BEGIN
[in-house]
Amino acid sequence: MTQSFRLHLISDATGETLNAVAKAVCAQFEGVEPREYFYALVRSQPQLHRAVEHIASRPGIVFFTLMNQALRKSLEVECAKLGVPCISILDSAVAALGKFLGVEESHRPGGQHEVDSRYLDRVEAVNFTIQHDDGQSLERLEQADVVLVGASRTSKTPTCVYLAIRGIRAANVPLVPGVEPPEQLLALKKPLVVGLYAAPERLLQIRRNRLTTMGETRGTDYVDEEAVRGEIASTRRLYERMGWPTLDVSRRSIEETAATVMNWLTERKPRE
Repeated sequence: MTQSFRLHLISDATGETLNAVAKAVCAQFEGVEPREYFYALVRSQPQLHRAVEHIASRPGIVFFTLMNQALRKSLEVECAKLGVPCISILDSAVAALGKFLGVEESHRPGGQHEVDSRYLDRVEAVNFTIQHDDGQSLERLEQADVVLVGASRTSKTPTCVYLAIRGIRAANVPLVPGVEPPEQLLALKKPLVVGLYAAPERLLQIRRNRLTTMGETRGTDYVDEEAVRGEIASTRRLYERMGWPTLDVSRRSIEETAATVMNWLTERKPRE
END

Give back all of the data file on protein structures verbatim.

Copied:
[in-house]
Amino acid sequence: MTQSFRLHLISDATGETLNAVAKAVCAQFEGVEPREYFYALVRSQPQLHRAVEHIASRPGIVFFTLMNQALRKSLEVECAKLGVPCISILDSAVAALGKFLGVEESHRPGGQHEVDSRYLDRVEAVNFTIQHDDGQSLERLEQADVVLVGASRTSKTPTCVYLAIRGIRAANVPLVPGVEPPEQLLALKKPLVVGLYAAPERLLQIRRNRLTTMGETRGTDYVDEEAVRGEIASTRRLYERMGWPTLDVSRRSIEETAATVMNWLTERKPRE
Repeated sequence: MTQSFRLHLISDATGETLNAVAKAVCAQFEGVEPREYFYALVRSQPQLHRAVEHIASRPGIVFFTLMNQALRKSLEVECAKLGVPCISILDSAVAALGKFLGVEESHRPGGQHEVDSRYLDRVEAVNFTIQHDDGQSLERLEQADVVLVGASRTSKTPTCVYLAIRGIRAANVPLVPGVEPPEQLLALKKPLVVGLYAAPERLLQIRRNRLTTMGETRGTDYVDEEAVRGEIASTRRLYERMGWPTLDVSRRSIEETAATVMNWLTERKPRE